From the point of view of EC Global, all the students are winners as their avid participation in the games will continue to make a difference in their critical thinking and reasoning abilities. Special thanks were extended to the staff of NCF, teachers, students, facilitators and former students of the programme, who continue to give of themselves towards the development of the chess programme in Saint Lucia.

Source

Dec 12, 2020

Russian Superfinals Round 5 -6

Sergey Karjakin and Ian Nepomniachtchi continue to lead the Russian Championship Superfinal after scoring 4.5/6. Friday is a rest day, before they meet head-to-head on Saturday, when Nepomniachtchi will have the white pieces. Meanwhile in the women’s section 19-year-old Polina Shuvalova continues her amazing run. She’s now racked up six wins in six rounds, with her closest pursuer, Aleksandra Goryachkina, a full 1.5 points behind.

Round 5 was relatively calm in the men’s section, with five draws and only one decisive game.

Sergey Karjakin was playing Aleksey Goganov, who sprung a surprise on move 6 by playing a new idea in the Catalan Opening, 6.Nh3!? According to the chess24 database, that was the first time the move had been seen at grandmaster level. It brought nothing significant, however, with Karjakin calmly exchanging all the pieces to enter a slightly more pleasant queen ending, which after the exchange of queens became an absolutely drawn pawn ending.

Ian Nepomniachtchi decided to test his opponent Nikita Vitiugov in a long theoretical variation of the Scotch Game. Nikita turned out to be prepared and the game ended in a forced draw by 3-fold repetition on move 25.

While only one game was decisive among the men in Round 5, there was only one draw in the women’s section – Alina Kashlinskaya was unable to win a rook ending against Natalia Pogonina.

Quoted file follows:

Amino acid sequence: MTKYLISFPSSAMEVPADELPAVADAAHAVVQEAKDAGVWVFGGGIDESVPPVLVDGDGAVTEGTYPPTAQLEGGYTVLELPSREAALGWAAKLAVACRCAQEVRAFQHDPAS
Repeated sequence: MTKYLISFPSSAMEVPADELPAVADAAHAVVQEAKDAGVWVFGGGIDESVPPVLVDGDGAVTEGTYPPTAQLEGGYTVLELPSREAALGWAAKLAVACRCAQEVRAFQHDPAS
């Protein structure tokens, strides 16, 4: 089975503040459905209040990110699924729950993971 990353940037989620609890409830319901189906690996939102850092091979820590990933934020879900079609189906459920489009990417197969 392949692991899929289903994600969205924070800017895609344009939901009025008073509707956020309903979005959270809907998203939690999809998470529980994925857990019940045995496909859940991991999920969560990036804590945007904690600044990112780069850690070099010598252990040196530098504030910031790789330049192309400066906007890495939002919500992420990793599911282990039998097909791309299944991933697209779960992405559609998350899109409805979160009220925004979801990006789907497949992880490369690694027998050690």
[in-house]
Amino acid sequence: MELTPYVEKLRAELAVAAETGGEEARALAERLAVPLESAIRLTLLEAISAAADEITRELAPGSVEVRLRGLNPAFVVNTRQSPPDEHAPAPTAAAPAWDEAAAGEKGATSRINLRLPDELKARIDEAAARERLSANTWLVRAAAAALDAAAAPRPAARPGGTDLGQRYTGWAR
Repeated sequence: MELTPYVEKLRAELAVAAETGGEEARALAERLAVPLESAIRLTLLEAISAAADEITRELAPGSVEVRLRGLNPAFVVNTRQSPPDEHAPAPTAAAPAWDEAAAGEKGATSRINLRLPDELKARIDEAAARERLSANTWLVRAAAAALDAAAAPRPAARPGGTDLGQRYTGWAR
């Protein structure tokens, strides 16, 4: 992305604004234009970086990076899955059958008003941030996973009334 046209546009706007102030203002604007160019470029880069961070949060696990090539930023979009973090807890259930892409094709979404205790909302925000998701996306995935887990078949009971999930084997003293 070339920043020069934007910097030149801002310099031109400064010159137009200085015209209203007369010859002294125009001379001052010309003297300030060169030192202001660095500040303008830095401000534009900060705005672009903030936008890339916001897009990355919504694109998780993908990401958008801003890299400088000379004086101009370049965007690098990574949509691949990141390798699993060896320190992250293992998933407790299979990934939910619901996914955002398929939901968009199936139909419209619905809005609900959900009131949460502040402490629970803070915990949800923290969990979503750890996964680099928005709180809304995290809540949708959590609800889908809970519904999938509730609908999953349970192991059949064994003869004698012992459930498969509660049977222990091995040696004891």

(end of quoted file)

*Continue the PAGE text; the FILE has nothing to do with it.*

Polina Shuvalova scored a fifth win in a row. Her opponent Valentina Gunina put up long and stubborn resistance, but on move 79 she had to concede defeat.

Alexandra Kosteniuk managed to get back to 50% after suffering two losses at the start. Her opponent, Tatiana Getman, allowed a black pawn to advance to c2 and was unable to find counterplay on the kingside. After mass exchanges the endgame with such a pawn was absolutely hopeless for White.

You can follow all the Russian Championship Superfinal games with English and Russian commentary on chess24 from 13:00 CET each day! Open | Women

See also:

  • Official website
  • Russian Championship games with computer analysis: Open | Women
  • Russian Superfinals 1-2: Karjakin and Nepo among the leaders
  • Russian Superfinals 3: Karjakin and Shuvalova lead
  • Russian Superfinals 4: Nepo catches Karjakin
Sep 20, 2018

Soon 2018 Chess World Championship match begins in London

With less than two months to go before the 2018 World Championship match begins in London, Magnus Carlsen spoke to Norwegian media at his training camp in the Kragerø Resort southwest of Oslo. He was hoping the pressure of playing a match for the first time will tell on Fabiano Caruana, but had no illusions it was going to be easy, describing Fabi as a player he’s long felt had “the strength to be almost at my level”.

Magnus describes Fabiano Caruana as, “on paper the absolute worst World Championship opponent”, meaning the one most likely to pose him problems. He comments:

…I’ve long felt that Caruana has the strength to be almost at my level, but he hasn’t been stable enough. This year he’s been very stable, and it’s meant that he’s approached my rating and qualified for a battle that’s going to be very tough…

So what will Magnus do other than attempt to get off to a fast start? Well, understandably he wasn’t going into any details, but he did give an indication of what he wasn’t planning to do. When asked if he would adapt his game to his opponent’s style, he commented:

It’s difficult to do and also not so wise. I think I should be able to dictate the game rather than focusing too much on him. I know a little about what he’s good and bad at, but I don’t want to adjust too much, because then I won’t be playing to my own strengths.

Magnus is one of the few top players skipping the Olympiad, but he’s expected to play in the European Club Cup in October, while he’s also planning a trip to London to check out the venue and decide where to stay. Before the match he’ll have one more training camp, “somewhere warmer than Kragerø”. That narrows things down!

read more at chess24.com